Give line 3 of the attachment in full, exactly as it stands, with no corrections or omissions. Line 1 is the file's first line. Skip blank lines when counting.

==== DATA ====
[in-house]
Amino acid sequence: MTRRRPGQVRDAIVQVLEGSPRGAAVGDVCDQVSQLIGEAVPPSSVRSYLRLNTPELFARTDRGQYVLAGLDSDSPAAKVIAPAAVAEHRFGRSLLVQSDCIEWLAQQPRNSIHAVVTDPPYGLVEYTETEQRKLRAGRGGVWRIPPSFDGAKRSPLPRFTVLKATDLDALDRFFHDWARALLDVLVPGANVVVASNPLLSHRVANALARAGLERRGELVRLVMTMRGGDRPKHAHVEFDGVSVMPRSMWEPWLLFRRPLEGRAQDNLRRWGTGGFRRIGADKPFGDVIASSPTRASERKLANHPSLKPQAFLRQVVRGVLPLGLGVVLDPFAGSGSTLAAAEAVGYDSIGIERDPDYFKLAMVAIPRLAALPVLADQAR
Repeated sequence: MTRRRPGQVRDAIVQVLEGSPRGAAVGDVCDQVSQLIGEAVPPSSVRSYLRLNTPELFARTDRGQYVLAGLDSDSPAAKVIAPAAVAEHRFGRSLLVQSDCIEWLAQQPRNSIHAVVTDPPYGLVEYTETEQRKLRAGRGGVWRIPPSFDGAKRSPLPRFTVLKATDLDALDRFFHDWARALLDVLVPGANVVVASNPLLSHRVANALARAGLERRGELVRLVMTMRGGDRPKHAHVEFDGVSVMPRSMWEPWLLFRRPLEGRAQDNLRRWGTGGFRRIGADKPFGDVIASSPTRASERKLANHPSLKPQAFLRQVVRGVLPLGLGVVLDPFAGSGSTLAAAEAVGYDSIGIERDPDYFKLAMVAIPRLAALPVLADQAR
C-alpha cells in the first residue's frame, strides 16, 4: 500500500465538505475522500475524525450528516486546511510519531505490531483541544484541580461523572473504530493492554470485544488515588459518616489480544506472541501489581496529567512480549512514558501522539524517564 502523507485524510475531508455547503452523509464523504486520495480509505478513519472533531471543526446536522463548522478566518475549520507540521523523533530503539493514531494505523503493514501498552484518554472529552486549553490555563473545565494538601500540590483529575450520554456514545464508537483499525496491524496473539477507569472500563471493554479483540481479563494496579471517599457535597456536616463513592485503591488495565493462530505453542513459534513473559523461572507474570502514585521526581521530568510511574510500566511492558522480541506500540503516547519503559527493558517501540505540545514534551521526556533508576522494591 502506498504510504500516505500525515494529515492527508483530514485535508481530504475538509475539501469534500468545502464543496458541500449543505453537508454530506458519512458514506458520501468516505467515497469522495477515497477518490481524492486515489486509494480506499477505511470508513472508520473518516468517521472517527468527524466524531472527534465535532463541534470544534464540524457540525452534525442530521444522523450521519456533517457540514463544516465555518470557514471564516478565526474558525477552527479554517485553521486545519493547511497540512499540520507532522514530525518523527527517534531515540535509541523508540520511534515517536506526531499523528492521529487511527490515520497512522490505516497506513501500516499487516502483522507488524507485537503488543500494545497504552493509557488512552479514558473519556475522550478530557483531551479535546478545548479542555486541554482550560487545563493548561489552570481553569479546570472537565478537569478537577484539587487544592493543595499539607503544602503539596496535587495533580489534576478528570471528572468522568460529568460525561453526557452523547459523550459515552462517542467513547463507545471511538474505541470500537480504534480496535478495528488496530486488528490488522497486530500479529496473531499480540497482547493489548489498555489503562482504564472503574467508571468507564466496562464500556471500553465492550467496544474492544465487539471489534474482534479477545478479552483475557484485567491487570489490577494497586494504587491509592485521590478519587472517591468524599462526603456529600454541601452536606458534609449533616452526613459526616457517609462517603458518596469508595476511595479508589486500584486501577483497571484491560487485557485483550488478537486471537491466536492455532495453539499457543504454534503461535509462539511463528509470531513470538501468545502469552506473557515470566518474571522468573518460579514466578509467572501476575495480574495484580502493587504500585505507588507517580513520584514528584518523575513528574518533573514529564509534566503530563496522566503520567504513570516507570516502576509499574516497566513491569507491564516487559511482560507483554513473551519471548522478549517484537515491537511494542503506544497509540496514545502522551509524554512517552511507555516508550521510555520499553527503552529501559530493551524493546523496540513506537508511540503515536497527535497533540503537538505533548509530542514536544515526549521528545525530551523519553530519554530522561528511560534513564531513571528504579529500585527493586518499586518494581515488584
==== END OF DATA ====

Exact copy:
Repeated sequence: MTRRRPGQVRDAIVQVLEGSPRGAAVGDVCDQVSQLIGEAVPPSSVRSYLRLNTPELFARTDRGQYVLAGLDSDSPAAKVIAPAAVAEHRFGRSLLVQSDCIEWLAQQPRNSIHAVVTDPPYGLVEYTETEQRKLRAGRGGVWRIPPSFDGAKRSPLPRFTVLKATDLDALDRFFHDWARALLDVLVPGANVVVASNPLLSHRVANALARAGLERRGELVRLVMTMRGGDRPKHAHVEFDGVSVMPRSMWEPWLLFRRPLEGRAQDNLRRWGTGGFRRIGADKPFGDVIASSPTRASERKLANHPSLKPQAFLRQVVRGVLPLGLGVVLDPFAGSGSTLAAAEAVGYDSIGIERDPDYFKLAMVAIPRLAALPVLADQAR